The results show that a structured method is needed in order to improve clients’ active participation in goal formulation.

The Swedish version of the COPM has high responsiveness to change over time. The use of the COPM improved client participation in the goal-formulation process, according to the results from a study with experiment and control groups. The clients perceived that treatment goals were identified, they were able to recall the goals and felt that they were active participants. They also perceived they had a higher ability to manage after the rehabilitation period was completed compared to clients in the control group.

The clinical utility of the Swedish version of the COPM was confirmed in focus-group interviews with occupational therapists. The occupational therapists perceived the COPM as helpful in the goal-setting process and planning of treatment interventions. Even though problems are identified, they are directly related to, and formulated as, goals. Clients receive feedback on improvement over time. The COPM ensures a client-centred approach, facilitates communication within the rehabilitation team, and encourages therapists in their professional role. Therapists need knowledge about the theoretical foundation of the instrument and have to develop a personal interview technique.

When the COPM is used in a team setting, it provides the team with broader information on what is purposeful occupation to the client. The focus is on occupational performance rather than function. According to team members the use of the COPM as a team tool increased client participation, was a good outcome measure, resulted in distinct goals, and focused on goals that were meaningful to the client.

Implementation of a client-centred approach is facilitated when a structured method is used, but this is not enough. Involvement and motivation from all team members are required, as well as support during the introduction and implementation period. Support from management, knowledge about the underlying theory, time for discussions and reflections as well as opportunities to develop a personal interview technique are pointed out as important factors for a successful implementation.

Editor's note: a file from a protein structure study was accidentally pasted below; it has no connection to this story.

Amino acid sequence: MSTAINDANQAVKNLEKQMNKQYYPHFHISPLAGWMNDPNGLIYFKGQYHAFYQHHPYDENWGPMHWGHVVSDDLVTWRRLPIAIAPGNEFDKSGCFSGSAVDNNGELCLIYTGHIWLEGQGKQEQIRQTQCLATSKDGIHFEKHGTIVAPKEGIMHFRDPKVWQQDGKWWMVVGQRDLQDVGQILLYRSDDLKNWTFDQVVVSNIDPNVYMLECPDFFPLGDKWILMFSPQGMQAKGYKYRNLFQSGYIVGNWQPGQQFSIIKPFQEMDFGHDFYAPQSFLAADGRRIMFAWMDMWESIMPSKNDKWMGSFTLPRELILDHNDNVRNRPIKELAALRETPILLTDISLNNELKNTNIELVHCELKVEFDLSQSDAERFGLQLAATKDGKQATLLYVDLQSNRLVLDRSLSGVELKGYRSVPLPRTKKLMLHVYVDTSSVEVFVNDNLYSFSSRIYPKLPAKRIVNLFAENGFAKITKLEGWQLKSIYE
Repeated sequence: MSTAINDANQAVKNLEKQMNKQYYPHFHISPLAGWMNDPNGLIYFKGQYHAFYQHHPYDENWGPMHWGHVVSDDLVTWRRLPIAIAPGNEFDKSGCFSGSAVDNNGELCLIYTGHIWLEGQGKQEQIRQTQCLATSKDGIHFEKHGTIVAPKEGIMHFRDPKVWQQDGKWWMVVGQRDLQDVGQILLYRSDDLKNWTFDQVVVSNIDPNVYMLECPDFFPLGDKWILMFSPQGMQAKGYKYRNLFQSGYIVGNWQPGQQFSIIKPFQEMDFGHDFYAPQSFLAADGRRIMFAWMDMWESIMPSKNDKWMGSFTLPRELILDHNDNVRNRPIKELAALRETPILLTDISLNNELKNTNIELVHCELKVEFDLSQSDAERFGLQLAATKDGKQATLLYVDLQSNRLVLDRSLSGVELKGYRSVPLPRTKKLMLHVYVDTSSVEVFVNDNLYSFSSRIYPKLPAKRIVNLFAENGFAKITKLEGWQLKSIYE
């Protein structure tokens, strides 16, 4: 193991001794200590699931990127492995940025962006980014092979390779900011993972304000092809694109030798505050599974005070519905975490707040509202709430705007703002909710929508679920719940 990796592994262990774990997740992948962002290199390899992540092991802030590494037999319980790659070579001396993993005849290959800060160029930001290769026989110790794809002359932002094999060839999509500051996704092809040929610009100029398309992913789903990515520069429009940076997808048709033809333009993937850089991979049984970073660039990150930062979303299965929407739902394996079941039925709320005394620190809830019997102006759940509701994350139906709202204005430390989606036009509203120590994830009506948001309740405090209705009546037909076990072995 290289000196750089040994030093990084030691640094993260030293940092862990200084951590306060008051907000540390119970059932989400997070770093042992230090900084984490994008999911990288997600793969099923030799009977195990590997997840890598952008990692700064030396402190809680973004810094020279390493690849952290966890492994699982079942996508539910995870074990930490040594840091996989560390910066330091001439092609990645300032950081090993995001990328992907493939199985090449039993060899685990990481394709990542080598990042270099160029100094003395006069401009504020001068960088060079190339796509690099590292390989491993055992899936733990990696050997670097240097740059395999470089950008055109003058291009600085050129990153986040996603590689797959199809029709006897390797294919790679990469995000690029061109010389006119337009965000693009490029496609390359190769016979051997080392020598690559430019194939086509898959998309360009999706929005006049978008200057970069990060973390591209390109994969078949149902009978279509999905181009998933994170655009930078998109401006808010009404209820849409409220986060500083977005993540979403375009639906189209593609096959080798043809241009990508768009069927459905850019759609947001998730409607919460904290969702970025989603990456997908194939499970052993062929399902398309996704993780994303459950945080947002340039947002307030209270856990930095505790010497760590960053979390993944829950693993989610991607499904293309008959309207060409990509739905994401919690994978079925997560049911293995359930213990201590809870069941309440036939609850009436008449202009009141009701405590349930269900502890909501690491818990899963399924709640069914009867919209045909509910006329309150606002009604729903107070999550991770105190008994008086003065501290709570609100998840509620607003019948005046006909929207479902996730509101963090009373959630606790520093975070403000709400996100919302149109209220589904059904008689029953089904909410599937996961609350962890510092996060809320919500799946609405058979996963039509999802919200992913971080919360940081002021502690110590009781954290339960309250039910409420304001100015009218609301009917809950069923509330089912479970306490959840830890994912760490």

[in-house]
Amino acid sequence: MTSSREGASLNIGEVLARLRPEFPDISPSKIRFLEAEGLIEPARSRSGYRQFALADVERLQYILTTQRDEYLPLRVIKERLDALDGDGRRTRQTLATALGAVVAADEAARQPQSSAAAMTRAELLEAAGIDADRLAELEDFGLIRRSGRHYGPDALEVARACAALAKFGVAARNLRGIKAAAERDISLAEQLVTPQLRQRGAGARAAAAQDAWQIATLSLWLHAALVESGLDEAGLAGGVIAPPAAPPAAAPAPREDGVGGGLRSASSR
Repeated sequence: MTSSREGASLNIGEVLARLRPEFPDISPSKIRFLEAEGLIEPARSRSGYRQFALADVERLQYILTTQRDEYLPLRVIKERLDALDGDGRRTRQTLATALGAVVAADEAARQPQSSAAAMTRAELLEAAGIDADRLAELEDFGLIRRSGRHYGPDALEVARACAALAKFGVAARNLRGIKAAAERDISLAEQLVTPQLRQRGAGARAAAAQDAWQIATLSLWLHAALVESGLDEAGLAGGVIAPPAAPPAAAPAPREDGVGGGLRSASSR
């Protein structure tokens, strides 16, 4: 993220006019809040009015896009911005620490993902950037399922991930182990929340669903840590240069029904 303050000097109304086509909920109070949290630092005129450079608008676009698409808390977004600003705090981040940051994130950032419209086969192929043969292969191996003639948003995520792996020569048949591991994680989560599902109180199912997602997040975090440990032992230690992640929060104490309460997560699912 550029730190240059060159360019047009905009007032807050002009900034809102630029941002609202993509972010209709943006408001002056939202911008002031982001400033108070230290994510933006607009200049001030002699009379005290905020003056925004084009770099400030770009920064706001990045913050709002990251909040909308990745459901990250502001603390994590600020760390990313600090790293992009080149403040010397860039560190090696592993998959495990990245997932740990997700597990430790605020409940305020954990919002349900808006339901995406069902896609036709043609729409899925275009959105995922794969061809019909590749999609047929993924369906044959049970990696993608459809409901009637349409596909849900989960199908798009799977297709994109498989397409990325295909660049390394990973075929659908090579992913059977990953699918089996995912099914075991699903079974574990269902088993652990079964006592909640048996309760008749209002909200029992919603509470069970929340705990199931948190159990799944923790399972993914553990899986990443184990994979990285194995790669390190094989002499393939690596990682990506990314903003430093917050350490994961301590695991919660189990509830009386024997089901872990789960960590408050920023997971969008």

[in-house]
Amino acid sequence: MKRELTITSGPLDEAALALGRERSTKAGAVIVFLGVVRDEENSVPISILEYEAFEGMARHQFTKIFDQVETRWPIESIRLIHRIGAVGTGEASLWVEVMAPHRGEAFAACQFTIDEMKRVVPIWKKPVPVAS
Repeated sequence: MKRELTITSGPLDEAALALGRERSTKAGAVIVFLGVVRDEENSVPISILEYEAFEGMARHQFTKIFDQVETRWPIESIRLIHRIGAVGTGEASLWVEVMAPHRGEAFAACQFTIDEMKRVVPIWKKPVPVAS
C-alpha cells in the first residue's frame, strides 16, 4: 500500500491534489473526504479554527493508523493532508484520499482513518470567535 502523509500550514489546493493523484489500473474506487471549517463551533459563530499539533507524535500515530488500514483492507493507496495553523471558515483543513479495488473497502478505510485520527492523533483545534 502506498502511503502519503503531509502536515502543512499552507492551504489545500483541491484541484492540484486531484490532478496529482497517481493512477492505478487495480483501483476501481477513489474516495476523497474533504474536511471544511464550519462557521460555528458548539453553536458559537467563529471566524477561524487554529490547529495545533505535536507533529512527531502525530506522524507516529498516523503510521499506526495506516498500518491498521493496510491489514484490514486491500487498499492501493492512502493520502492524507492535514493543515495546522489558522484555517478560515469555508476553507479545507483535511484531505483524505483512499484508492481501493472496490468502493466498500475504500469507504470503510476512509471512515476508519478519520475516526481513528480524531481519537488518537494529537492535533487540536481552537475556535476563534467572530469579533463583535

Place, publisher, year, edition, pages
Linköping: Linköping University Electronic Press, 2002. 70 p.
Linköping University Medical Dissertations, ISSN 0345-0082 ; 722
Occupational therapy, Client-centred practice,, Participation, Rehabilitation, Goal formulation, Outcome
National Category
Occupational Therapy
urn:nbn:se:liu:diva-8594 (URN)91-7373-167-6 (ISBN)
Public defence
2002-04-05, Berzeliussalen, Campus US, Linköpings Universitet, Linköping, 09:00 (English)
On the day of the defence date the status on article V was Submitted.Available from: 2007-03-23 Created: 2007-03-23 Last updated: 2012-01-25Bibliographically approved

Open Access in DiVA

No full text

Other links

Publisher's full textLink to Ph.D. Thesis

Search in DiVA

By author/editor
Wressle, EwaÖberg, BirgittaHenriksson, Chris
By organisation
Department of Social and Welfare StudiesFaculty of Health SciencesDepartment of Geriatric MedicinePhysiotherapyFaculty of Arts and Sciences
Medical and Health Sciences

Search outside of DiVA

GoogleGoogle Scholar
The number of downloads is the sum of all downloads of full texts. It may include eg previous versions that are now no longer available

Altmetric score

Total: 648 hits
ReferencesLink to record
Permanent link

Direct link